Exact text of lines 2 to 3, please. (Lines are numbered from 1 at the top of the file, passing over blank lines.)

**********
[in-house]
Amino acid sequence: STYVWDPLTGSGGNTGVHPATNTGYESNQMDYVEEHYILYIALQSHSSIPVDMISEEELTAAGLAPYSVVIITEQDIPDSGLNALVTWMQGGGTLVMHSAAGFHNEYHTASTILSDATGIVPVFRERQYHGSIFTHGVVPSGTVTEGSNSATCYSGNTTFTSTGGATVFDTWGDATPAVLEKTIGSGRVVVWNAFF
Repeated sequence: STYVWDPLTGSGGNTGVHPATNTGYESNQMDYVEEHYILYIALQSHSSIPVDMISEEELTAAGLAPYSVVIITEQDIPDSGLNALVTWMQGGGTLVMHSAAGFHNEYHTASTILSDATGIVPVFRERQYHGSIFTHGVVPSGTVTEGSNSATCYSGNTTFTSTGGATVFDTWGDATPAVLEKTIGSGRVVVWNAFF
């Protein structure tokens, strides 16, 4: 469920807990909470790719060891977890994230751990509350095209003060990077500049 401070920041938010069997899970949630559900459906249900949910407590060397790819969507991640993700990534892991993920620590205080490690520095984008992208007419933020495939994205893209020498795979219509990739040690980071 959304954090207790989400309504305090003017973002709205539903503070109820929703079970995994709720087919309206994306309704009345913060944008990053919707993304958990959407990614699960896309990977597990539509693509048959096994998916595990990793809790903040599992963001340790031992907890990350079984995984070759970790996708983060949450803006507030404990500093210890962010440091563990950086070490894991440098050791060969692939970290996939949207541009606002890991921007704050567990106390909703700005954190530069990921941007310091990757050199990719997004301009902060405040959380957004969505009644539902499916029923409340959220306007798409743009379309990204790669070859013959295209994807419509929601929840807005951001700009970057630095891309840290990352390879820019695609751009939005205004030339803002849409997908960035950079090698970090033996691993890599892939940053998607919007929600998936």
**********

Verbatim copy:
Amino acid sequence: STYVWDPLTGSGGNTGVHPATNTGYESNQMDYVEEHYILYIALQSHSSIPVDMISEEELTAAGLAPYSVVIITEQDIPDSGLNALVTWMQGGGTLVMHSAAGFHNEYHTASTILSDATGIVPVFRERQYHGSIFTHGVVPSGTVTEGSNSATCYSGNTTFTSTGGATVFDTWGDATPAVLEKTIGSGRVVVWNAFF
Repeated sequence: STYVWDPLTGSGGNTGVHPATNTGYESNQMDYVEEHYILYIALQSHSSIPVDMISEEELTAAGLAPYSVVIITEQDIPDSGLNALVTWMQGGGTLVMHSAAGFHNEYHTASTILSDATGIVPVFRERQYHGSIFTHGVVPSGTVTEGSNSATCYSGNTTFTSTGGATVFDTWGDATPAVLEKTIGSGRVVVWNAFF